Building responsive, scalable and fault tolerant microservices: An unconventional approach with replicated cache

Naveen Negi
7 min readJan 10, 2024


Most developers primarily view caching as a means to enhance performance. Yet, caching can also serve as a potent method for accessing and sharing data in distributed systems. This approach utilizes replicated in-memory caching, ensuring that data required by various services is readily accessible to each, eliminating the need for explicit requests. Unlike other caching models, a replicated in-memory cache stores data directly within each service. It continuously synchronizes this data, guaranteeing that every service has consistent and up-to-date information at all times.

Replicated cache mode is ideal for scenarios where cache reads are a lot more frequent than cache writes, and data sets are small. If your system does cache lookups over 80% of the time, then you should consider using the REPLICATED cache mode.

Options for Replicated cache

It is important to note that all caching product doesn’t support in-memory replicated cache. In process of building my solution. I evaluated below options
1. Hazelcast: It offers robust support for replicated in-memory caching. In Hazelcast, data is evenly distributed across the cluster, with each node holding a portion of the data.

2. Apache Ignite: Apache Ignite supports various caching modes, including a replicated cache. In this mode, all nodes in the cluster hold the same data, ensuring its availability to all services. Apache Ignite is particularly powerful due to its ability to process large volumes of data with in-memory speed.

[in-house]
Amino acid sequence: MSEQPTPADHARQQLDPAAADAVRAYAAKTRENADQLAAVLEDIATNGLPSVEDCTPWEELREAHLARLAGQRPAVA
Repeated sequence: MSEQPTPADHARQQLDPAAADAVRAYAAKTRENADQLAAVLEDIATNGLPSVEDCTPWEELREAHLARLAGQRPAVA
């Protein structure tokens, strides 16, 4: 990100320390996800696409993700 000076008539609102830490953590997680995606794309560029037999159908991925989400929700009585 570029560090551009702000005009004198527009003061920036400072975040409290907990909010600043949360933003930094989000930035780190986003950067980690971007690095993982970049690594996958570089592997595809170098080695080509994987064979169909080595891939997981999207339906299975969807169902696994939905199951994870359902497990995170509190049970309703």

3. NCache: NCache also supports a replicated cache topology where data is replicated across multiple nodes in the cluster.

4. Redis: Redis can be configured for replicated caching using Redis replication. While Redis is often used as a primary-replica model, you can set up multiple replicas that keep in sync with the primary.

5. Microsoft Orleans: Orleans uses a slightly different approach, focusing more on stateful grains (microservices). However, it can be configured to use external caching solutions like Redis or its own in-built grain state storage for replication.

6. Memcached: Memcached also supports replication, but it’s more basic compared to other solutions. It replicates data across multiple nodes to ensure availability, but it might not be as robust as Hazelcast or Apache Ignite in terms of data consistency and synchronization features.

I decided to go with Apache Ignite since NCache didn’t have docker image that I could run locally (on mac), Redis didn’t provide in-memory replicated cache, Hazelcast’s dotnet version didn’t provide embeded/in-memory support.

Calculating Cache size: How much is too much ?

Let’s calculate cache size for below object for 5 million records.

public class ParkingSession
public string SessionId { get; set; }
public string VehicleNumber { get; set; }
public int SpotNumber { get; set; }
public DateTime EntryTime { get; set; }
public DateTime? ExitTime { get; set; }
public double ParkingFee { get; set; }